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Welcome for MS drug u-turn

Thursday May 9th, 2019

The first drug to slow the development of primary progressive multiple sclerosis is set to be supported for use in the NHS, it was announced today.

Regulators reversed their opposition to the introduction of ocrelizumab after its manufacturers agreed to drop its price.

The National Institute for Health and Care Excellence says its guidance remains in draft form. It says that the drug slows the advance of this form of MS but by how much and for how long remains "uncertain."

It says that the cost of the drug now compares well with the cost of providing supportive care for these patients.

The news was welcomed by the MS Society, which has campaigned for the drug to be approved.

The treatment could be offered to 2,700 people and it currently costs more than £19,000 a year per patient. Treatment is given twice a year.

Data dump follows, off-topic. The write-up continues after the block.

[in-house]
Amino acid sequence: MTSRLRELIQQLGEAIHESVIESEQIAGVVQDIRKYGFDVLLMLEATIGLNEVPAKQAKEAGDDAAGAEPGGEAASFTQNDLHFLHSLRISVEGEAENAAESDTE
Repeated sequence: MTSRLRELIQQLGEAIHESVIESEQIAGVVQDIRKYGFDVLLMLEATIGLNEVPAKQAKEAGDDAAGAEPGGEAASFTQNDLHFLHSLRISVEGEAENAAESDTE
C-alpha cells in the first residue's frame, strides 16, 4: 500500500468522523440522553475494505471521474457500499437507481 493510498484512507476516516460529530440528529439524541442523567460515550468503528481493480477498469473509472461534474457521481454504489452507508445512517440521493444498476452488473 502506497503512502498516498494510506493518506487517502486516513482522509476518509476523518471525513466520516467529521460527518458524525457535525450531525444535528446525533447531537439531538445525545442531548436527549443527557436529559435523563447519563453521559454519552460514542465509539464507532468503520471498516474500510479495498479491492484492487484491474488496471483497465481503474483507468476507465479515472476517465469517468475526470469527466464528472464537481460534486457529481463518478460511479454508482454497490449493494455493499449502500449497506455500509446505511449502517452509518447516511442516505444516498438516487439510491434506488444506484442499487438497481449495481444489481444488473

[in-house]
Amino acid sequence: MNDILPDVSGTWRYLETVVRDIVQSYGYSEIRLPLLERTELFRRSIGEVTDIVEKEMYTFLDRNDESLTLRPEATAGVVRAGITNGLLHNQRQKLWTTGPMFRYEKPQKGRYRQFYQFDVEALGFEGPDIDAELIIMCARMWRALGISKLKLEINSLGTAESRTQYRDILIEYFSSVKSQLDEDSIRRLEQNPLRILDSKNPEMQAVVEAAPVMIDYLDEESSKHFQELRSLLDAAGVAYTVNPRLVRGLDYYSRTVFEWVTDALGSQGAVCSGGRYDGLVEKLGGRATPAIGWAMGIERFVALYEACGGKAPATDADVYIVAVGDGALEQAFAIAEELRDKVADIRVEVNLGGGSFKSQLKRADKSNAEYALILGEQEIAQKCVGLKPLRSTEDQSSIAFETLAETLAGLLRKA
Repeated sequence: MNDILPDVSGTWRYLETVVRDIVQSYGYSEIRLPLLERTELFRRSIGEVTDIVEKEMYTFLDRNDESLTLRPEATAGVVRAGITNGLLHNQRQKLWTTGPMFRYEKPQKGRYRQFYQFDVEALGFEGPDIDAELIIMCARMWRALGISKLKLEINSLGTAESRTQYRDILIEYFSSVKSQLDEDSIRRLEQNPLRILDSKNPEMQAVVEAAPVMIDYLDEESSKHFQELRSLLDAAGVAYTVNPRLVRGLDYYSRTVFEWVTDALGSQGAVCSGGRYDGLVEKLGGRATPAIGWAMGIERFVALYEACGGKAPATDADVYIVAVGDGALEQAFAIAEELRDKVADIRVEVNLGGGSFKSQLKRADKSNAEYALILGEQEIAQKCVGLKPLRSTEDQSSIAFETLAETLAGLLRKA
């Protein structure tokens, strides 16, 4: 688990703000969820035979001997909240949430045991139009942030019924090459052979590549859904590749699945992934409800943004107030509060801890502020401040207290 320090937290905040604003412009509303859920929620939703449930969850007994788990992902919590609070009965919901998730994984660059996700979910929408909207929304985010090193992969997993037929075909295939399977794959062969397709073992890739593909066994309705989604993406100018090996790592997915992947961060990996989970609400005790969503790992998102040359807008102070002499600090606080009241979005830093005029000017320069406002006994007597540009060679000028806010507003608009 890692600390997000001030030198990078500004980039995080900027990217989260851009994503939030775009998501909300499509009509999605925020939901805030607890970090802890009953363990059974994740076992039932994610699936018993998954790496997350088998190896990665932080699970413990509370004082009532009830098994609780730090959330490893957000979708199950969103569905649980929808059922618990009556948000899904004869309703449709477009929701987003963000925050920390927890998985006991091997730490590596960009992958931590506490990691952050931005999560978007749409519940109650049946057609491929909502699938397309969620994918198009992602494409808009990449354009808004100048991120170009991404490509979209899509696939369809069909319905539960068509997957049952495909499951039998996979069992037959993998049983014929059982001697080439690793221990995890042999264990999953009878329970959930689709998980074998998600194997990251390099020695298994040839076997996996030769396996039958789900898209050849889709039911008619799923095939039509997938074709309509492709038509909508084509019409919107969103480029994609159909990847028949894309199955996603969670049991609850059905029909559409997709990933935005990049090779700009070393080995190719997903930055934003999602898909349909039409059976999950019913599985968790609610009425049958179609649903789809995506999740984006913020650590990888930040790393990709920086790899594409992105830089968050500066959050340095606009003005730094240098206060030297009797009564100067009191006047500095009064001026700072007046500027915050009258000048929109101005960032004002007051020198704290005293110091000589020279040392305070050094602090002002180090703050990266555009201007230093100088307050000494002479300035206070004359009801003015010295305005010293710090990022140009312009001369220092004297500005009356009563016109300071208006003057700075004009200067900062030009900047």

Meindert Boysen, director of the Centre for Health Technology Evaluation at NICE, said: “Our earlier draft guidance acknowledged that ocrelizumab represents an important development in the treatment of a condition for which there is a large unmet need. Unfortunately, we couldn’t recommend it at the price offered at that time because it did not represent a cost-effective use of limited NHS resources.

“We are therefore pleased that NHS England and the company have been able to reach an agreement that will see this important new treatment made available to thousands of people with this form of MS.”

Genevieve Edwards, Director of External Affairs at the MS Society, said: “This is a landmark moment and an incredible victory for the more than 21,000 of us who helped overturn this result. We now want to see everyone who could benefit from ocrelizumab being able to access it, with increased support for MS services to make sure this happens.

“Right now, however there isn’t enough evidence to show ocrelizumab can work for everyone, and we know the restrictions will be a massive blow for those who still don't have any options."

Tags: Brain & Neurology | NHS | Pharmaceuticals | UK News

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